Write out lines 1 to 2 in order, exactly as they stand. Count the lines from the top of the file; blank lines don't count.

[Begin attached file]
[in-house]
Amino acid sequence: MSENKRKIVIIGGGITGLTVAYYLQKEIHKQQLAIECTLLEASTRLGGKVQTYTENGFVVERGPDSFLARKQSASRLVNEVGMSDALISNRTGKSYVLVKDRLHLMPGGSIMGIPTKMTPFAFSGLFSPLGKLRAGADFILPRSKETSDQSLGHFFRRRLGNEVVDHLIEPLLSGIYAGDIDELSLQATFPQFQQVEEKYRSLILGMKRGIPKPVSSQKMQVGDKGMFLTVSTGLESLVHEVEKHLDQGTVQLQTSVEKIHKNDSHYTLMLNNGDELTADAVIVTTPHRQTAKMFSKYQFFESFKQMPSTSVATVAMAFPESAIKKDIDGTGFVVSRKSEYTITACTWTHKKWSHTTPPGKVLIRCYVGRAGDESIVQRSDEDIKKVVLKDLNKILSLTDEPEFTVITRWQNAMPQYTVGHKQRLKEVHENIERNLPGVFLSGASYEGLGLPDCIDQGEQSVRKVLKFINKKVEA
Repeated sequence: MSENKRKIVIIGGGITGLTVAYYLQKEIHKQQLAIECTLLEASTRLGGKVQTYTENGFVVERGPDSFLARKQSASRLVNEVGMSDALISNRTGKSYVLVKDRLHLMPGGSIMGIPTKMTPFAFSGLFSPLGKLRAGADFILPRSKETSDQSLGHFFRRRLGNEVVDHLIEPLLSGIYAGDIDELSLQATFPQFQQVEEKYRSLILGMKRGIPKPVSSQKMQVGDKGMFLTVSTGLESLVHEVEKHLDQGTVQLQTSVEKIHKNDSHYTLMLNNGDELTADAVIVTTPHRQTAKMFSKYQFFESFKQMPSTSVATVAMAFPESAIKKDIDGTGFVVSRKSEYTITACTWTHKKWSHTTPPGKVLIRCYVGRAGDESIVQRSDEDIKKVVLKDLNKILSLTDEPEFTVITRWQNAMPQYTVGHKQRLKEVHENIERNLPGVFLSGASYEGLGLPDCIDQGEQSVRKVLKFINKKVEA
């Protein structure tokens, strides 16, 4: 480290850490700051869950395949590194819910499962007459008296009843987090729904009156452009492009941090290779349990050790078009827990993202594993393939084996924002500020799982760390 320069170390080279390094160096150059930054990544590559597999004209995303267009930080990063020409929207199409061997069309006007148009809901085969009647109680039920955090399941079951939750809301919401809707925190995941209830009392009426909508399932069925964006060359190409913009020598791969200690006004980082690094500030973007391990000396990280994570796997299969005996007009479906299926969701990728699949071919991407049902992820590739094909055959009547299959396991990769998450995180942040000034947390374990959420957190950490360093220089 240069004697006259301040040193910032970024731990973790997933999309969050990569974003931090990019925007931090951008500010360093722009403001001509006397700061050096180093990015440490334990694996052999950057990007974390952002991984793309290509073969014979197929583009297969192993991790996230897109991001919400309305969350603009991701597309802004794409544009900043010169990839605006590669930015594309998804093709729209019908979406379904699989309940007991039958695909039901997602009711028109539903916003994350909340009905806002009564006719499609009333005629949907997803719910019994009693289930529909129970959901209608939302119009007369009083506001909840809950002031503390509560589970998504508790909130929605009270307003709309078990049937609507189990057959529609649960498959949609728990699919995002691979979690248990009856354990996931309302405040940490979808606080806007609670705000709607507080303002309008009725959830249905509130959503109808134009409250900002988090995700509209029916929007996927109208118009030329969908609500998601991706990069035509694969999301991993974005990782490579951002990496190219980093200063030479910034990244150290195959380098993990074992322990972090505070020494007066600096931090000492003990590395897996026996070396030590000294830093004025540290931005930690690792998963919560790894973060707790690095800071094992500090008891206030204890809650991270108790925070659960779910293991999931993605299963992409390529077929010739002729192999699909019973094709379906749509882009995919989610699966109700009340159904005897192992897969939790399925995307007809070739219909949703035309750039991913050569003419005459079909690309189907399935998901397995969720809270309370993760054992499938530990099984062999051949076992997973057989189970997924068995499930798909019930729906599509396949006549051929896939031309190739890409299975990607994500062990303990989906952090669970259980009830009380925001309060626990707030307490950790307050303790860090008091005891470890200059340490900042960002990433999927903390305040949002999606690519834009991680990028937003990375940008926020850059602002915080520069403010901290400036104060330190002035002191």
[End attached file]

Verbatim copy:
[in-house]
Amino acid sequence: MSENKRKIVIIGGGITGLTVAYYLQKEIHKQQLAIECTLLEASTRLGGKVQTYTENGFVVERGPDSFLARKQSASRLVNEVGMSDALISNRTGKSYVLVKDRLHLMPGGSIMGIPTKMTPFAFSGLFSPLGKLRAGADFILPRSKETSDQSLGHFFRRRLGNEVVDHLIEPLLSGIYAGDIDELSLQATFPQFQQVEEKYRSLILGMKRGIPKPVSSQKMQVGDKGMFLTVSTGLESLVHEVEKHLDQGTVQLQTSVEKIHKNDSHYTLMLNNGDELTADAVIVTTPHRQTAKMFSKYQFFESFKQMPSTSVATVAMAFPESAIKKDIDGTGFVVSRKSEYTITACTWTHKKWSHTTPPGKVLIRCYVGRAGDESIVQRSDEDIKKVVLKDLNKILSLTDEPEFTVITRWQNAMPQYTVGHKQRLKEVHENIERNLPGVFLSGASYEGLGLPDCIDQGEQSVRKVLKFINKKVEA